Data Protected - Israel

Contributed by Meitar

Last updated February 2024

General | Data Protection Laws

National Legislation
National Supervisory Authority
Scope of Application
Personal Data
Sensitive Personal Data
Data Protection Officers
Accountability and Privacy Impact Assessments
Rights of Data Subjects
Transfer of Personal Data to Third Countries

ePrivacy | Marketing and cookies

National Legislation
Marketing by E-mail
Marketing by Telephone


General | Data Protection Laws


National Legislation

General data protection laws 

The right to privacy is a constitutional right under Article 7 of Basic Law: Human Dignity and Liberty.

In addition, there is specific legislation in Israel through the Privacy Protection Law (“PPL”).

Entry into force

The PPL was enacted in 1981.

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National Supervisory Authority

Details of the competent national supervisory authority

The Privacy Protection Authority (“PPA”)
125 Begin Road
P.O. Box 7360
Tel Aviv 61072

Notification or registration scheme and timing

A database that includes personal data must be registered if one of the following conditions is met: (i) the database contains personal data on more than 10,000 individuals; (ii) the database contains sensitive personal data; (iii) the database includes personal data on individuals, and this data was not collected from individuals, on their behalf or with their consent; (iv) the database belongs to a public body (as defined in the PPL); or (v) the database is used for direct-mailing services.

While there is no specific timeline for registering such a database, according to the PPL it is forbidden to manage or possess a database (that is subject to registration obligation) without registering it or submitting such a request.

Exemptions to notification

A database is exempt from registration when the database only includes personal data that was made publicly available pursuant to lawful authority or was made available for public inspection pursuant to lawful authority.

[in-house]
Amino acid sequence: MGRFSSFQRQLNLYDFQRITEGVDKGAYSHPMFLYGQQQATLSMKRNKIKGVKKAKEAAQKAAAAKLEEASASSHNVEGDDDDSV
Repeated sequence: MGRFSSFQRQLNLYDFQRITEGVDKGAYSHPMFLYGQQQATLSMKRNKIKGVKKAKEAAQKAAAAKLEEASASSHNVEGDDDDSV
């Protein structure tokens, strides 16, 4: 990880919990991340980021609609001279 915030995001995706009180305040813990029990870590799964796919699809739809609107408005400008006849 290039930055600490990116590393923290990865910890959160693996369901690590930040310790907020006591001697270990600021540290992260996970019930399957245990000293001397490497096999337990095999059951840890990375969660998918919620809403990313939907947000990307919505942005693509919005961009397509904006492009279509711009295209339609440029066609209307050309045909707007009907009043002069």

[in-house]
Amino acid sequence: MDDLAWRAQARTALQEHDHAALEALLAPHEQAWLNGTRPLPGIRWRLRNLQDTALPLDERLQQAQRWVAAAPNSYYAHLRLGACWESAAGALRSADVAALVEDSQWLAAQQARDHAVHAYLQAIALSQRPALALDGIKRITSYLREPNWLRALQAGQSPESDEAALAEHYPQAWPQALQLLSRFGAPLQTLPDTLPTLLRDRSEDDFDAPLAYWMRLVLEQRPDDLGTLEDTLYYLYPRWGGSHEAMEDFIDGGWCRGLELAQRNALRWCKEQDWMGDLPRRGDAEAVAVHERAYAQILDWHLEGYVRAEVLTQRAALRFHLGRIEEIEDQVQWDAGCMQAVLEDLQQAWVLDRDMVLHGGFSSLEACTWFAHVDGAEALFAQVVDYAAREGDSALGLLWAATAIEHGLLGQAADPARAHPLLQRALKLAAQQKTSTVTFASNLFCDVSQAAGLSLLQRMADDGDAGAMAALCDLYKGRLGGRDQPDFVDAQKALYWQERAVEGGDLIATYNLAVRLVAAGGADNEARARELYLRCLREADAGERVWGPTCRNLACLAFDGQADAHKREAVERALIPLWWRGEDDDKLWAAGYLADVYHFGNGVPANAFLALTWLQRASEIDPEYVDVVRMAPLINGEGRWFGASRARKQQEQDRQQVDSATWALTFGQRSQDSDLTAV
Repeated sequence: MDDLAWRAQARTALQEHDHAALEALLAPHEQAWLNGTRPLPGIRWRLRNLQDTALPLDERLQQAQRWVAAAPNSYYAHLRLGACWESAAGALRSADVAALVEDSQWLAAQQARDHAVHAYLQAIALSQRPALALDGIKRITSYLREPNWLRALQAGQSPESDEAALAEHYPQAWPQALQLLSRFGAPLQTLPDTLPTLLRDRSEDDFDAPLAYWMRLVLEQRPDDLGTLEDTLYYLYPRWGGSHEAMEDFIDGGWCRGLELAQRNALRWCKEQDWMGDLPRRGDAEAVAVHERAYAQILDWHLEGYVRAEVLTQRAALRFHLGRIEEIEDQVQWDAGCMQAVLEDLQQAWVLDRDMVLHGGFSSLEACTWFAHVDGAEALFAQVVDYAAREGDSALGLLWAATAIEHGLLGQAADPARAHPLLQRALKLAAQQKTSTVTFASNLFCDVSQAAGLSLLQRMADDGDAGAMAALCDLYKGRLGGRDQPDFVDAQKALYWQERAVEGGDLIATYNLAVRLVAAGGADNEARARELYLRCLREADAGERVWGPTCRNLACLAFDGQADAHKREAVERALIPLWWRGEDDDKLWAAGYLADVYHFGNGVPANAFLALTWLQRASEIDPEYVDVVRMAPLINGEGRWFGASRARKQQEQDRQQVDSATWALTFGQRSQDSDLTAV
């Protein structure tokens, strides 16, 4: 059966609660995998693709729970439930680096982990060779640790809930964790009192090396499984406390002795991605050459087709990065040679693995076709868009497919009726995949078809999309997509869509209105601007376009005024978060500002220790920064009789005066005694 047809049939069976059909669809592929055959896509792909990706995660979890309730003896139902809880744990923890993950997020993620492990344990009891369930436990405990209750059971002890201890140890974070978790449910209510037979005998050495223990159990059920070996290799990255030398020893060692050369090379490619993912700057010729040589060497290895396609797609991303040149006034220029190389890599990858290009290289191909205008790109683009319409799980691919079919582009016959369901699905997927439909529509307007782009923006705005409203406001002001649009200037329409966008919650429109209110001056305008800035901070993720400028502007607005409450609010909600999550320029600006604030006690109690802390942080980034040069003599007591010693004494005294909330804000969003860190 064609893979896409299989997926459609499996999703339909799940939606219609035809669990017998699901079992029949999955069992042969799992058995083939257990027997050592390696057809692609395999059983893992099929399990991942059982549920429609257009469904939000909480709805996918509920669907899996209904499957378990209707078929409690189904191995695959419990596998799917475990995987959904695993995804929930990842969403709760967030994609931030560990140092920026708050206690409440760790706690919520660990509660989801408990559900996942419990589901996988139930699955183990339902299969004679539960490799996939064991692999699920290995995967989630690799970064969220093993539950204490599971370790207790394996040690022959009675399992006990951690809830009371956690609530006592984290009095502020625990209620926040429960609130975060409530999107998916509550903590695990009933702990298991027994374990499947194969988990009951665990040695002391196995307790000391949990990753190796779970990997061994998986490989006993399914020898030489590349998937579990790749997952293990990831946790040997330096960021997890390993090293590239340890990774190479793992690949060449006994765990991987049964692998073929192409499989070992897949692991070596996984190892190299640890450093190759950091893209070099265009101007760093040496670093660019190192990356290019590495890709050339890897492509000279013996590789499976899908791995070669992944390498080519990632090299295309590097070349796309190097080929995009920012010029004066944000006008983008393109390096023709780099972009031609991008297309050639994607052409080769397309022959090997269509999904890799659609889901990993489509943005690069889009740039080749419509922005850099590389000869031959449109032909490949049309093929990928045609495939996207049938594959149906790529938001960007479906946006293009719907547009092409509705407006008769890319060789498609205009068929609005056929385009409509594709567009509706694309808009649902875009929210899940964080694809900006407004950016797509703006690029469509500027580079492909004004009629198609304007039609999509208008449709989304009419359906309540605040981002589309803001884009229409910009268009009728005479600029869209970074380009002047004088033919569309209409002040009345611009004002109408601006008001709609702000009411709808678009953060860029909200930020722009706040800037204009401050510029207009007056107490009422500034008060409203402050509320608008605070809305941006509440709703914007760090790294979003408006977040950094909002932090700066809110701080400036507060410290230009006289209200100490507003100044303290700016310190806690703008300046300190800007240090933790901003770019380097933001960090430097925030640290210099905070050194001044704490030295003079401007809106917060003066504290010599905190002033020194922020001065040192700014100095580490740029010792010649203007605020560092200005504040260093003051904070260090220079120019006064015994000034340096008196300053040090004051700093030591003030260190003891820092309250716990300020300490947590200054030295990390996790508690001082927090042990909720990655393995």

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Scope of Application

What is the territorial scope of application?

The PPL does not explicitly address its territorial scope.

The PPA's unofficial approach, influenced by GDPR concepts, is that Israeli data subjects deserve to be protected by the PPL when international companies collect extensive personal data on them or target them. Therefore, and in accordance with general principles regarding the choice of law, the PPL is likely to apply to: (i) entities established or located in Israel; (ii) processing activity targeted to Israeli data subjects; or (iii) data processing operations in Israel.

In order to maintain Israel's adequacy decision, the Minister of Justice enacted the Privacy Protection Regulations (instructions regarding information transferred to Israel from the European Economic Area), 2023 ("EEA Transfer Regulations"). According to the EEA Transfer Regulations, in certain cases, a database that includes personal data that was received from the EEA, will entitle the data subjects included in such database (including data subjects that are not located in the EEA) to enhanced rights. 

Is there a concept of a controller and a processor?

The PPL does not define the terms "controller" and "processor", but rather uses the terms "database owner" and “database holder".

While the phrase "database owner," is not defined in the PPA, it is considered to be the equivalent of a "controller".

A "holder" is defined in the PPL as someone who "permanently has a database in its possession and is permitted to use it." It is considered to be the equivalent of a "processor".

Are both manual and electronic records subject to data protection legislation?

Chapter B of the PPL which relates to the protection of privacy in databases applies only to electronic records.